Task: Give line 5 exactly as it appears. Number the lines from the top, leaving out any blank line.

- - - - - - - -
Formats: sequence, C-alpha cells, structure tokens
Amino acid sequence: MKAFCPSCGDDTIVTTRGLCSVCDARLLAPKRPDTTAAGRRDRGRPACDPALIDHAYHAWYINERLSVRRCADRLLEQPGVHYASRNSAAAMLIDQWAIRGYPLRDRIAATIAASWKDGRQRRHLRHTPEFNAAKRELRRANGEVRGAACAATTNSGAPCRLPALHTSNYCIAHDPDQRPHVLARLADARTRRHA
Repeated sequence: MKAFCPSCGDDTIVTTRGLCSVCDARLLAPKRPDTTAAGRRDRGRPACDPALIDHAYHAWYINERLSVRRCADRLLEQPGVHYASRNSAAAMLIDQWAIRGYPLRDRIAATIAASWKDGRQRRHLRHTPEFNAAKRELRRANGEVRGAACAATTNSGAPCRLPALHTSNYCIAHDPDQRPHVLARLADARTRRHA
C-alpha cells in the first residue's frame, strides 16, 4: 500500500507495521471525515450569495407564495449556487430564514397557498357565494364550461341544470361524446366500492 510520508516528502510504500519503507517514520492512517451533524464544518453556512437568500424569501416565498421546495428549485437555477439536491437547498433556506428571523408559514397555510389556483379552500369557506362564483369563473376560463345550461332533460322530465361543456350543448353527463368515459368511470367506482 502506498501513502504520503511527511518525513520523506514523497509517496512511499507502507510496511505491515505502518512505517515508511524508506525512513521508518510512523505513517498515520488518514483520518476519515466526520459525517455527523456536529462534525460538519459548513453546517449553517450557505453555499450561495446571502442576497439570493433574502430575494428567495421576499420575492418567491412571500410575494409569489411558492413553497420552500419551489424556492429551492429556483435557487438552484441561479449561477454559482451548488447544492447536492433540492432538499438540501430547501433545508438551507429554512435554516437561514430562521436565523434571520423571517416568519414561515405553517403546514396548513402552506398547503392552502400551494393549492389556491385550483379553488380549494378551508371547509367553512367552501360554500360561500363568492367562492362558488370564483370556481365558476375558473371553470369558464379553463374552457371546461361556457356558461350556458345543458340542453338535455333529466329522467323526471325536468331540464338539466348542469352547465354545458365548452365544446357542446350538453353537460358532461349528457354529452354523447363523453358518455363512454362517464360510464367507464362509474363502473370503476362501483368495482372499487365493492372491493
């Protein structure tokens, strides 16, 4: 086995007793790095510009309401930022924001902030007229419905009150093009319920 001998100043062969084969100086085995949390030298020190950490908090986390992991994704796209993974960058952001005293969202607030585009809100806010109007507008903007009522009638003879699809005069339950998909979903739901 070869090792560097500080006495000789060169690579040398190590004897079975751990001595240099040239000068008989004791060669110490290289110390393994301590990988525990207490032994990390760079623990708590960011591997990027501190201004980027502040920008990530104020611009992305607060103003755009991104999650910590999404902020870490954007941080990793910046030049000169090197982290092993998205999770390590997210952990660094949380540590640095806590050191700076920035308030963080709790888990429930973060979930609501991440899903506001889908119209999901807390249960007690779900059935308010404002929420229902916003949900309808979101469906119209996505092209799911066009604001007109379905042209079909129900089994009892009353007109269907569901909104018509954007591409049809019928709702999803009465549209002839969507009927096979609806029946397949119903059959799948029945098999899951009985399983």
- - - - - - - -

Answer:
């Protein structure tokens, strides 16, 4: 086995007793790095510009309401930022924001902030007229419905009150093009319920 001998100043062969084969100086085995949390030298020190950490908090986390992991994704796209993974960058952001005293969202607030585009809100806010109007507008903007009522009638003879699809005069339950998909979903739901 070869090792560097500080006495000789060169690579040398190590004897079975751990001595240099040239000068008989004791060669110490290289110390393994301590990988525990207490032994990390760079623990708590960011591997990027501190201004980027502040920008990530104020611009992305607060103003755009991104999650910590999404902020870490954007941080990793910046030049000169090197982290092993998205999770390590997210952990660094949380540590640095806590050191700076920035308030963080709790888990429930973060979930609501991440899903506001889908119209999901807390249960007690779900059935308010404002929420229902916003949900309808979101469906119209996505092209799911066009604001007109379905042209079909129900089994009892009353007109269907569901909104018509954007591409049809019928709702999803009465549209002839969507009927096979609806029946397949119903059959799948029945098999899951009985399983």